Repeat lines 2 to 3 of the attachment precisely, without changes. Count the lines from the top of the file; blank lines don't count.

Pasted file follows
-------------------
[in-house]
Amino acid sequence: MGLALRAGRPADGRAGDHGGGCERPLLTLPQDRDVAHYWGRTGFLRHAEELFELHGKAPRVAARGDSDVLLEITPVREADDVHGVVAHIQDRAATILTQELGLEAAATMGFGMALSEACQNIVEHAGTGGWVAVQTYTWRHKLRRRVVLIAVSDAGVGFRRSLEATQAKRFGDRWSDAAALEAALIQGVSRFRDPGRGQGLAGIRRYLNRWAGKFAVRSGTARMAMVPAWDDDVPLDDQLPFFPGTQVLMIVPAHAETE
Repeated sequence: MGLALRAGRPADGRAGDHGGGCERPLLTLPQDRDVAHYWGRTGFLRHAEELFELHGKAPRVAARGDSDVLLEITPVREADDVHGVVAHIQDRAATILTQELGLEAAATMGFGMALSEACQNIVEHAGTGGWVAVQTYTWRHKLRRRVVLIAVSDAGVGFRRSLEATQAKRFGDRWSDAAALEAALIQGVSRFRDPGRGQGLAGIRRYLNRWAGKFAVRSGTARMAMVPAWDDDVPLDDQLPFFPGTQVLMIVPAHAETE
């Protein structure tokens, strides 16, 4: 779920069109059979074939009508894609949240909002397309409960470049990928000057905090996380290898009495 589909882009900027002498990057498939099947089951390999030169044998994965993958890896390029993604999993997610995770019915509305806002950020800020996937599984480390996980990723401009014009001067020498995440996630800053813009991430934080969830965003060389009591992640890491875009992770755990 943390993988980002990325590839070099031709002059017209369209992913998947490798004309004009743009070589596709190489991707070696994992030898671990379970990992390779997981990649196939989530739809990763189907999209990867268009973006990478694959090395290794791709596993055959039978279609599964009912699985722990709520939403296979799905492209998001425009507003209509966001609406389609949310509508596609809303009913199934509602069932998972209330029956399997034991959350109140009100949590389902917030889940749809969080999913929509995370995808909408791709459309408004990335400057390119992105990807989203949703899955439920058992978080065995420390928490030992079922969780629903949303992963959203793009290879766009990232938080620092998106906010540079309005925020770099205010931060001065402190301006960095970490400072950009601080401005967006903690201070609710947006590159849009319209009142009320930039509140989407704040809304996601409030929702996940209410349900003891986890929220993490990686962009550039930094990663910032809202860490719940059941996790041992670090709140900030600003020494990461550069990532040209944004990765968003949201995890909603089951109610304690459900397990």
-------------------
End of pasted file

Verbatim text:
Amino acid sequence: MGLALRAGRPADGRAGDHGGGCERPLLTLPQDRDVAHYWGRTGFLRHAEELFELHGKAPRVAARGDSDVLLEITPVREADDVHGVVAHIQDRAATILTQELGLEAAATMGFGMALSEACQNIVEHAGTGGWVAVQTYTWRHKLRRRVVLIAVSDAGVGFRRSLEATQAKRFGDRWSDAAALEAALIQGVSRFRDPGRGQGLAGIRRYLNRWAGKFAVRSGTARMAMVPAWDDDVPLDDQLPFFPGTQVLMIVPAHAETE
Repeated sequence: MGLALRAGRPADGRAGDHGGGCERPLLTLPQDRDVAHYWGRTGFLRHAEELFELHGKAPRVAARGDSDVLLEITPVREADDVHGVVAHIQDRAATILTQELGLEAAATMGFGMALSEACQNIVEHAGTGGWVAVQTYTWRHKLRRRVVLIAVSDAGVGFRRSLEATQAKRFGDRWSDAAALEAALIQGVSRFRDPGRGQGLAGIRRYLNRWAGKFAVRSGTARMAMVPAWDDDVPLDDQLPFFPGTQVLMIVPAHAETE